With roots in New Brunswick Canada and rural Maine, the White Brothers were highly influential bluegrass artists during the folk music boom of the early 60's, creating a sensation among coffeehouse, festival and college audiences with their instrumental virtuosity, traditional brother vocal harmonies and rhythmic innovations.

Roland (b. 1938), Eric Jr. (1942-2012), and Clarence (1944-1973) White (originally LeBlanc) were introduced to traditional and country music by their father, spending their early years in Lewiston and then in Bath, Maine. In the early 1950’s, the family relocated to Southern California. They started a family band with Roland on mandolin and guitar, Eric, Jr. on bass, along with their father and sister Joanne. The youngest, Clarence, joined in on guitar in 1954 at age 10. Eventually the three boys formed a group, and won a talent show as the Three Little Country Boys. They appeared on local television shows and even landed appearances on The Andy Griffith Show.

As the Country Boys, and then the Kentucky Colonels, they were among the best urban bluegrass group of the early 1960’s. During this period, Roland was drafted into the Army. At the same time, Doc Watson made his West Coast debut at the Ash Grove, and this had a profound effect on Clarence, listening intently in the audience. Already an accomplished guitarist himself, Clarence incorporated Watson's use of open strings and syncopation into his own rapidly developing flat-picking technique. More importantly, Clarence began thinking in terms of the guitar being a lead instrument.

In 1963, following Roland’s return, the band released the landmark recording Appalachian Swing. By this time, the Colonels began to gather a following through their US tours, including appearances at both the UCLA and Newport Fold Festivals in 1964. However, with the burgeoning rock music scene, work for a full time bluegrass band was getting harder and harder to find. This, coupled with Clarence’ interest in other forms of music, resulted in the band breaking up in November of 1965. The Kentucky Colonels' influence far exceeded the band's short tenure as an active band. Their Appalachian Swing album remains one of the most important albums of that era, a landmark in the history of bluegrass.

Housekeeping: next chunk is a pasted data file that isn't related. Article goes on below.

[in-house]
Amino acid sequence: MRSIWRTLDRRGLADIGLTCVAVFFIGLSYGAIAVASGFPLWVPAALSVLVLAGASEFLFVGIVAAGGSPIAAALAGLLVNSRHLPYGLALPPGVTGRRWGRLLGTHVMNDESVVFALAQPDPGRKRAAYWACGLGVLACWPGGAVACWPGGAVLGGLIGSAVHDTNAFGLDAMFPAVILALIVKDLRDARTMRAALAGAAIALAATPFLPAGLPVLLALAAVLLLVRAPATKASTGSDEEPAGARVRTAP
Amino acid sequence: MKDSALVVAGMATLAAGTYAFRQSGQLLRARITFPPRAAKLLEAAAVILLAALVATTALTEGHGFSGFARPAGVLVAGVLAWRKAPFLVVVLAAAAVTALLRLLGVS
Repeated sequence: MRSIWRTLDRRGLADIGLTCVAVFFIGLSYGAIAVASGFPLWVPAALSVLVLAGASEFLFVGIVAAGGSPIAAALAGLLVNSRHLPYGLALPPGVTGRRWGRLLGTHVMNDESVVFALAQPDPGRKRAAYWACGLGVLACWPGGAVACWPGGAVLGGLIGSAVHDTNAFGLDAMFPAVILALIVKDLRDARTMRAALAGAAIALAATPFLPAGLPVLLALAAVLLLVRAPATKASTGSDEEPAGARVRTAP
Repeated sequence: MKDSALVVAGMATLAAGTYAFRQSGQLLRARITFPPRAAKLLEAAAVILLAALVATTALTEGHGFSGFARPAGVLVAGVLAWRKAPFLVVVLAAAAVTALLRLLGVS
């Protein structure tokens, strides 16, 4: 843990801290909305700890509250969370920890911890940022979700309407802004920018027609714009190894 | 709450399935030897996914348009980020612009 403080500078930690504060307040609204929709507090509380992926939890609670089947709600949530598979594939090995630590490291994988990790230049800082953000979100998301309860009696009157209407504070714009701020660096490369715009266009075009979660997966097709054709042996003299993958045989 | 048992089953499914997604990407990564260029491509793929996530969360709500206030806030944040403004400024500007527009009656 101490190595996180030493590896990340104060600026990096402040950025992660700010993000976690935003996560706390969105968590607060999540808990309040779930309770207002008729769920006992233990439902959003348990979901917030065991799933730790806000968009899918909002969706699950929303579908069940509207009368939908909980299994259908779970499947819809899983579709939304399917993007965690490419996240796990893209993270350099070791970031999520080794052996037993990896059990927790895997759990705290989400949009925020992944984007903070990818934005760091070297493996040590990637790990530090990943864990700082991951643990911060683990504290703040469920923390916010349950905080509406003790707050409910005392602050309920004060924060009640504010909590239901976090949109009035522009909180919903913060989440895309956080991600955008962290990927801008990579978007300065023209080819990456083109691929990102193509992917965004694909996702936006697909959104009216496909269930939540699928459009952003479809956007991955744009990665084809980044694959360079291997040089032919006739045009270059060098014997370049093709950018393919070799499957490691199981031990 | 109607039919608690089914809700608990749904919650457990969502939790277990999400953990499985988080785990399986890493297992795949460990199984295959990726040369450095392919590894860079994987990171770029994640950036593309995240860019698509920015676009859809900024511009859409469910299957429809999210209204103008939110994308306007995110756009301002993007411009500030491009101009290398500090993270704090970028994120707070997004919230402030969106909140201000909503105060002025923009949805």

Moving from The Kentucky Colonels into a position as guitarist for Bill Monroe in the late 60's. Roland absorbed the traditional feel and repertoire from the Father of Bluegrass, and this remains a core element in his music today. Roland then went on to play mandolin with Lester Flatt as a member of the Nashville Grass.

Meanwhile, Clarence established himself as a session artist in Los Angeles studio circles and then formed what many consider to be the first country-rock group, Nashville West in 1966. The same year, he began his legendary association with the Byrds, initially as a session musician before joining full time, rejuvenating the group as a live performing band in the process.

A short-lived reunion of the White Brothers was brought to an untimely end due to Clarence White's tragic death in November of 1973. Of this brief reunion came two concert recordings that capture the excitement of the White Brothers' sound fully matured, after Clarence's excursions in country rock with the Byrds and Roland's studies with the Monroe and Flatt.

After Clarence's death Roland continued his own musical explorations, first with Country Gazette, then with Nashville Bluegrass Band, and finally forming his own band in 2000. He continues to perform, and the BBU is honored that he and his band will be with us for this year’s Joe Val Bluegrass Festival.

The Boston Bluegrass Union is a 501(c)3 non-profit, all volunteer organization, dedicated to preserving and promoting this original American music genre. Celebrating our 39th season, the BBU is the premier source for events, education, and information on bluegrass music in the Northeast.